MIAMI, Dec 2, 2014/ — Last night, GUCCI and Spinello Projects hosted a private cocktail preview of artist Kris Knight’s solo exhibition Smell The Magic. This pop-up in the heart of the Miami Design District at 95 NE 40th Street marked the beginning of Miami Art Week 2014 and coincided with the release of Knight’s first published catalog.
GUCCI Creative Director Frida Giannini, who referenced Knight’s paintings as inspiration for Gucci’s Fall-Winter 2014 Collection and has most recently collaborated with the artist on a reworking of the iconic Gucci floral print for the 2015 Cruise Collection, was joined by notable guests from the worlds of design, art and fashion at the exclusive reception, including:
Christophe de Pous (President of GUCCI America), Georgina Brandolini, Carlos Jereissati, Federico Marchetti, Cameron Silver, Antonio Haslauer da Costa & Russell Piccione, Lilian Pacce, Craig Robins, Sam & Judith Keller, Michael Govan, Francesco Vezzoli, Daniel Arsham, Eric Shiner, Neville Wakefield, Alia Al-Senussi, Marchesa Katrin Theodoli, Sarah Arison, Fabian Basabe, Edgardo Defortuna, Farhad Farman-Farmaian, Rebecca Guinness, Alexandra & Billy Kimball, Michael Phillips Moskowitz, Laura de Gunzburg, Jason Pomeranc, Michael Chow and more.
Kris Knight is a Canadian painter whose work examines performance in relation to the construction, portrayal and boundaries of sexual and asexual identities.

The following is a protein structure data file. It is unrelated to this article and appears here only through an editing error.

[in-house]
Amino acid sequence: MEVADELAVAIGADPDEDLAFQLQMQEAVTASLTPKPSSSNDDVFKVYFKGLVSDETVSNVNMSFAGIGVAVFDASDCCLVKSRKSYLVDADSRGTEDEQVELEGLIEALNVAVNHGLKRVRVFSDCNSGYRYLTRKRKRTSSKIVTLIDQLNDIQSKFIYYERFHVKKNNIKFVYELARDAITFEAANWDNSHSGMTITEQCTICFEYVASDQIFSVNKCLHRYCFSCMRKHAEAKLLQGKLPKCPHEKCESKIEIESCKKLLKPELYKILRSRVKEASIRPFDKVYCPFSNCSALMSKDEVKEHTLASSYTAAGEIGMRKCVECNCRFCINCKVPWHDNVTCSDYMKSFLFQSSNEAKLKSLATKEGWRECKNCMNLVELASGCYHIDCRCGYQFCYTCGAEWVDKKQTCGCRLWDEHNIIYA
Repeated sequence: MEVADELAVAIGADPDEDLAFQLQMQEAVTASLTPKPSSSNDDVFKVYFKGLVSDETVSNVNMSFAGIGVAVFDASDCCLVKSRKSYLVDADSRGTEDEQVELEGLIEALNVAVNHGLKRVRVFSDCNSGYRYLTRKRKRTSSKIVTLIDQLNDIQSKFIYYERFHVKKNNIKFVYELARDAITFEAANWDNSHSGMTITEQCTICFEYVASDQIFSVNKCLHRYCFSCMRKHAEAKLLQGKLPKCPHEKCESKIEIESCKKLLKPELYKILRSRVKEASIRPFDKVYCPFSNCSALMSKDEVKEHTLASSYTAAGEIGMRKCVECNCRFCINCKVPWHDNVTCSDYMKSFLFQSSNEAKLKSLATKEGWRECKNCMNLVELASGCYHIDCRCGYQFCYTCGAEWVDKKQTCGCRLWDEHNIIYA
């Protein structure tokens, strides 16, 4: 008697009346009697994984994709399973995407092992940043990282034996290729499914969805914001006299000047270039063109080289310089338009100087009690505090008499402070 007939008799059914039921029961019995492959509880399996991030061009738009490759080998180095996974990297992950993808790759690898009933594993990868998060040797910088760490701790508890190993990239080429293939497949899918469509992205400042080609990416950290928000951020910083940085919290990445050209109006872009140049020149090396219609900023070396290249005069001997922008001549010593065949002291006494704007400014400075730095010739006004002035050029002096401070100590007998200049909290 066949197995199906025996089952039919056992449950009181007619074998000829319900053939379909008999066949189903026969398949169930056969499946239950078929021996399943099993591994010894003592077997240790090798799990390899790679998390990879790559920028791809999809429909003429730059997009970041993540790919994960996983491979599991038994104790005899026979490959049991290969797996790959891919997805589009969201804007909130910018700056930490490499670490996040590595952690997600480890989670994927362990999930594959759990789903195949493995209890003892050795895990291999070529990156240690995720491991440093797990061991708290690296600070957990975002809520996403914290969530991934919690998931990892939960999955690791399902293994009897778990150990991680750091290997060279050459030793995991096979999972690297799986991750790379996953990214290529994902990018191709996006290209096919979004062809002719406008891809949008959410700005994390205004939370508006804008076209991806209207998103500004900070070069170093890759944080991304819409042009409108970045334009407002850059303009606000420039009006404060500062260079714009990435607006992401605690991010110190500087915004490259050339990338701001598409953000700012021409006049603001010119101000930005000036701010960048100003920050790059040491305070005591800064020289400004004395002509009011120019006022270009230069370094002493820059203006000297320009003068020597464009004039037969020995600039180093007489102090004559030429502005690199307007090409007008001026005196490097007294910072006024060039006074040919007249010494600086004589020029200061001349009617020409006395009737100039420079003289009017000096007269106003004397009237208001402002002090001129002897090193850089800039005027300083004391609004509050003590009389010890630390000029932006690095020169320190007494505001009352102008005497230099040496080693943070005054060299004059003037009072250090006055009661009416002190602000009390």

Drawing from personal histories of rural escapism through imagination, Knight paints disenchanted characters that are lost between youth and adulthood; they hide their secrets , but desperately long to let them go.
His mythical and ambiguous portraits are a synthesis of fantasy and real-world memory; they tiptoe between the dichotomies of pretty and menace, hunter and hunted, innocence and the erotic.
Throughout Knight’s professional practice, he has created thematic bodies of work that reference historical notions of regality, mysticism, romanticism and symbolism.
He often skews these concepts with contemporary interests in androgyny, psychotropic alterations and the post-modern gaze.
Knight’s lustrous classical cum illustrative figurative paintings, stride between a contradicting palette of sensual primaries and ghostly pastels, reflecting his adoration for 18th Century French portraiture and polaroid photography.
Knight exerts a firm command over painting, drawing and drafting methodologies in his paintings, and capably carries his subjects from the past into the present.
Photos courtesy of Gucci